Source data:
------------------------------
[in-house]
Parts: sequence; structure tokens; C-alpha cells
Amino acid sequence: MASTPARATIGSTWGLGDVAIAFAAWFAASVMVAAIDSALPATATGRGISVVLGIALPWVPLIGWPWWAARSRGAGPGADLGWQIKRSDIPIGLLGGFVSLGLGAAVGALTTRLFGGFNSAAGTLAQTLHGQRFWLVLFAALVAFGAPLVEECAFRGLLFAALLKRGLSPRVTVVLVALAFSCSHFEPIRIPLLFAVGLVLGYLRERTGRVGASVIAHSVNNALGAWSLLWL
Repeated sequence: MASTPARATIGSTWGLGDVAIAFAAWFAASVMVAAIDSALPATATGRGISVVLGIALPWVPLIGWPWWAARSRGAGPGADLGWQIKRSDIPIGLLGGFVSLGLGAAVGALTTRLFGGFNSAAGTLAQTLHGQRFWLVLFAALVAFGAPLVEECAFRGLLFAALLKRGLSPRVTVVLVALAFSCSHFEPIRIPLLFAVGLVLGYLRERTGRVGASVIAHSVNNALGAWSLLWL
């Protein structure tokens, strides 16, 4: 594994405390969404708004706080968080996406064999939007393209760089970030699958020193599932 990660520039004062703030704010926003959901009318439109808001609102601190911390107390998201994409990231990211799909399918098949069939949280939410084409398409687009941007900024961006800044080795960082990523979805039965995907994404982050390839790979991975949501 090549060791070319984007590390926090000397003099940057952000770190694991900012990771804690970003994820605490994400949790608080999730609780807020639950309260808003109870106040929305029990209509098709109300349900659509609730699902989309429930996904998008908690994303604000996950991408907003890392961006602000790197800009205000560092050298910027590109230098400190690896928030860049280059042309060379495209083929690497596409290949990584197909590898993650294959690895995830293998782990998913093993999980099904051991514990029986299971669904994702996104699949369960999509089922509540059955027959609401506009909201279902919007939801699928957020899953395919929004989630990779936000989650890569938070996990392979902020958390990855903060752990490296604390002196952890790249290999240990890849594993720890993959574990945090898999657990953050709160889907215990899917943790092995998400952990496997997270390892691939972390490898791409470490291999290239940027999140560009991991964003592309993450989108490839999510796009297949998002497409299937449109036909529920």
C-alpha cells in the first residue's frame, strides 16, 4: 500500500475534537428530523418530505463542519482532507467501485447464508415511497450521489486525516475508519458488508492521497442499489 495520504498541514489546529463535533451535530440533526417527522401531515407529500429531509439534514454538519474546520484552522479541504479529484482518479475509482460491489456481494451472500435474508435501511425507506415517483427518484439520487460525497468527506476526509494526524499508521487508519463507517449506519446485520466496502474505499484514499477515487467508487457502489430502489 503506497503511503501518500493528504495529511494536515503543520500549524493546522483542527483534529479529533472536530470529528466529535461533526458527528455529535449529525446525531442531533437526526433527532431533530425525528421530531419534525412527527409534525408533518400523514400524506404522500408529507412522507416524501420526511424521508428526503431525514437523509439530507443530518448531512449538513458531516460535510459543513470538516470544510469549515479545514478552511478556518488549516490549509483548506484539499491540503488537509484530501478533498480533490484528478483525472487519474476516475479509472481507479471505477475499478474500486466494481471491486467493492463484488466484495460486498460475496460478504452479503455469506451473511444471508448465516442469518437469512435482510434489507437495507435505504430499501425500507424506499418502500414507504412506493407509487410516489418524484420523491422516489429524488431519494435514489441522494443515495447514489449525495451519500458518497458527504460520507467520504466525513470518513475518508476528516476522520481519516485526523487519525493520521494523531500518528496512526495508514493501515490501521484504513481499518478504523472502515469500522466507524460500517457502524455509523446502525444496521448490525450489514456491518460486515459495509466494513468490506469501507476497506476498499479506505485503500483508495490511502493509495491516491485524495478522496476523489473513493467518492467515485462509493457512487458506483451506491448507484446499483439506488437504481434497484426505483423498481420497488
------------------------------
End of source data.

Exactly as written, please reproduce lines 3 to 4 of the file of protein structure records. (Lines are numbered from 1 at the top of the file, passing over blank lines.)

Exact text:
Amino acid sequence: MASTPARATIGSTWGLGDVAIAFAAWFAASVMVAAIDSALPATATGRGISVVLGIALPWVPLIGWPWWAARSRGAGPGADLGWQIKRSDIPIGLLGGFVSLGLGAAVGALTTRLFGGFNSAAGTLAQTLHGQRFWLVLFAALVAFGAPLVEECAFRGLLFAALLKRGLSPRVTVVLVALAFSCSHFEPIRIPLLFAVGLVLGYLRERTGRVGASVIAHSVNNALGAWSLLWL
Repeated sequence: MASTPARATIGSTWGLGDVAIAFAAWFAASVMVAAIDSALPATATGRGISVVLGIALPWVPLIGWPWWAARSRGAGPGADLGWQIKRSDIPIGLLGGFVSLGLGAAVGALTTRLFGGFNSAAGTLAQTLHGQRFWLVLFAALVAFGAPLVEECAFRGLLFAALLKRGLSPRVTVVLVALAFSCSHFEPIRIPLLFAVGLVLGYLRERTGRVGASVIAHSVNNALGAWSLLWL